9 Web Analytics Metrics You Need to Know

data measurement tracking web analytics metrics

How much do you know about web analytics? While it may sound confusing, it’s actually your secret weapon when it comes to improving your website. 

Web analytics metrics is a fancy word for data about your website and its users. Most websites track it through Google Analytics, a free data tool that you can connect with your website. 

If you’re new to website metrics, you may be wondering what you should be concentrating on. In that case, keep reading to learn nine key web metrics you should be paying attention to. 

1. Page Views 

This tends to be one of the first web analytics metrics we think of—we all want to know how many people are visiting our website! 

However, keep in mind that page views are not the same as the number of people who visit your site. One person could visit multiple pages within the site, so your page views are usually going to be larger than the number of daily visitors. 

Page views are helpful to see which blog posts or pages are most popular within your generally. Generally, the pages that consistently perform the best are likely to be most successful with SEO. 

2. Bounce Rate 

Bounce rate refers to users who click on your page, and then ‘bounce’ off after only looking at one page. Generally, a high bounce rate is considered a bad thing, as it means your website doesn’t meet the intent of your users. 

You can lower your bounce rate by working out which pages are performing the worst—it may be that they need some tweaking, as the information contained on those pages isn’t matching what users are looking for. 

3. Audience Demographics 

One of the key web metrics is related to the demographics of your website—just who are the people who browse your site each day? 

Through audience demographics, you can see a breakdown of your audience’s age, interests, and even what sort of device (such as phone or desktop) they’re using to access your site. 

This data is especially important for businesses, as you want to make sure your target demographics are actually the people visiting your site. 

4. Location of Audience 

When it comes to your audience, you also want to know their location. Otherwise, how can a local business be sure they’re attracting local residents? 

Pay attention to the location of your audience—through Google Analytics, you should be able to see the top cities and countries of the people visiting your site. If you’re not getting traffic from the right areas, you may want to spend a bit more time thinking about local SEO and how you can improve your ranking within your city.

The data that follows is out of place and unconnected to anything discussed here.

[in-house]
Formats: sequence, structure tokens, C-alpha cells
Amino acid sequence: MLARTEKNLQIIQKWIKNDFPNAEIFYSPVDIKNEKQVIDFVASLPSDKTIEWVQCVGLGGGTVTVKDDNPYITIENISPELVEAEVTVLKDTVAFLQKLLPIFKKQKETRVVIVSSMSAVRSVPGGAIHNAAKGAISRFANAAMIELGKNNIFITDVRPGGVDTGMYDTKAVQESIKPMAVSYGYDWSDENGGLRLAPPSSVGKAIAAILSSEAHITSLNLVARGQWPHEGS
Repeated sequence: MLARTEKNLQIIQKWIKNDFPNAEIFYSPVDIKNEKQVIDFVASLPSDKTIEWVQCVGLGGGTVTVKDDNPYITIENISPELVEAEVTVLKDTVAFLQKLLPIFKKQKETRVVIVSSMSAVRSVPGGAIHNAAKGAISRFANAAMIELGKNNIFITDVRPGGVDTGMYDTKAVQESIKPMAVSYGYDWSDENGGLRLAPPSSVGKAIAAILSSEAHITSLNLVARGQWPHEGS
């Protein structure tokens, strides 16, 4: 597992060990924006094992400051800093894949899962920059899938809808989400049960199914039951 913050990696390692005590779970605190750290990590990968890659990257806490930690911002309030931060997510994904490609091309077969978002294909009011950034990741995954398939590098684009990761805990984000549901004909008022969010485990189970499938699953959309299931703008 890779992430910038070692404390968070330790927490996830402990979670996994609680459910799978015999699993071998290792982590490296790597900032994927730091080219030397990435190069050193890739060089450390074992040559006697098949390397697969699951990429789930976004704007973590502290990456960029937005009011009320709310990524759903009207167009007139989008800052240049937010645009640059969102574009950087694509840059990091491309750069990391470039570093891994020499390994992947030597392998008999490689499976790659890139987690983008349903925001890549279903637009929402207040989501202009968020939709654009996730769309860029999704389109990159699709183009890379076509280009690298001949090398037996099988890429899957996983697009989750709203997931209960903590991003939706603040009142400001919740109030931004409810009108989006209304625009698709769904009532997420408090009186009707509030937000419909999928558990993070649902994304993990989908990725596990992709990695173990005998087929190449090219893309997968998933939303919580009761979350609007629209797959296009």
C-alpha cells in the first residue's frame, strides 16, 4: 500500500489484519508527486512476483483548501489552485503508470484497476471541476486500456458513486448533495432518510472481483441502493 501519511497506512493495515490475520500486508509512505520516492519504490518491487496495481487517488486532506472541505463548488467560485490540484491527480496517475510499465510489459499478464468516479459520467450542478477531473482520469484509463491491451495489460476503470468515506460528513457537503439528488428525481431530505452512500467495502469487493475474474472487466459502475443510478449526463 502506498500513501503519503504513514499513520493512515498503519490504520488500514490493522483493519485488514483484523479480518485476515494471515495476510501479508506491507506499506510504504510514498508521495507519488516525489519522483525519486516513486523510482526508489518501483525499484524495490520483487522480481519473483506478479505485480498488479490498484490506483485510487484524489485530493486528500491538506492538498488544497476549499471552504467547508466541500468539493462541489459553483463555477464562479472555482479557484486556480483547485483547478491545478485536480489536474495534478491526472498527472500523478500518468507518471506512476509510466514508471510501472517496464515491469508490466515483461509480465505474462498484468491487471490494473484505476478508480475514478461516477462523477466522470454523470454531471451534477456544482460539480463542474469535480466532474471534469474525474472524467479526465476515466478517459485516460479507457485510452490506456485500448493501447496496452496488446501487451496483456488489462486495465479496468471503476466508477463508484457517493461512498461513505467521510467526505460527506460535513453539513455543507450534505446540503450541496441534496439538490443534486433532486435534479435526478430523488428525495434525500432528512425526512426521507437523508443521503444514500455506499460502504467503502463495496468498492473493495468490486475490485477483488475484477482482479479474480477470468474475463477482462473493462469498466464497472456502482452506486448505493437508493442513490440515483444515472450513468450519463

Still feeling confused by how to manage your analytics? Decibel.com can help. 

5. Session Duration 

Another important web analytics metric is session duration. Essentially, this looks at how long visitors are spending on your site. 

Ideally, you want this to be as long as possible, since the longer they spend on your site, the more likely they are to make a purchase. Long duration times are also a good indicator that the content on your site is interesting and of high quality—people want to stick around to see what you have to say. 

6. Referral Source 

How are users finding your website? By checking out your referral sources, you can learn. A referral source indicates what led someone to your website. Common sources include organic search (meaning your SEO is working), social media, return visitor, or a direct link. 

Most websites will have a mix of all of the above, but it’s great data to pay attention to. However, if you see a spike in social media referrals, for example, you may want to look online to see if lots of people have been sharing your content. 

7. Sessions 

A session is an interaction one person has with your website, from when they first click onto it until they leave. In the interim, they may visit a number of different pages within your site. 

It’s useful data to know, as it helps you learn how users are interacting with your website. 

8. Exit Pages 

What is the final page users visit before they leave your website? Hopefully, it’s a contact or a sales page, meaning your visit has inspired them to take further action. 

Or, if customers seem to be placing items into their online cart and then walking away, what is stopping them from making a purchase? If you can figure out where the breaking point is, you can try to fix it so that you don’t miss out on sales. You might even want to remove or redirect certain posts or pages that are causing abnormally high user exits or bounces.

9. Most Popular Pages 

It’s great to see which pages on your website perform the best. Over time, you’ll find that certain pages tend to draw in the most traffic. The data doesn't lie! 

This could be due to SEO, lots of backlinks, or popularity on social media. See if you can figure out why these pages are successful, and see if you can replicate that formula! 

Improve Your Business With Web Analytics 

Once you dive into it, web analytics are fascinating. There’s so much you can learn from this data, so it’s worth taking the time to understand. 

We recommend focusing on the above factors, as they provide useful data for any business. Take the time to learn more about the analytics data from your website, as you can use it to increase traffic—and profits! 

Did you find this article on web analytics that work to be helpful? If so, please keep reading for more great advice. Visit the Tech section of the Frugal Finance Blog right now for additional analytical insights.

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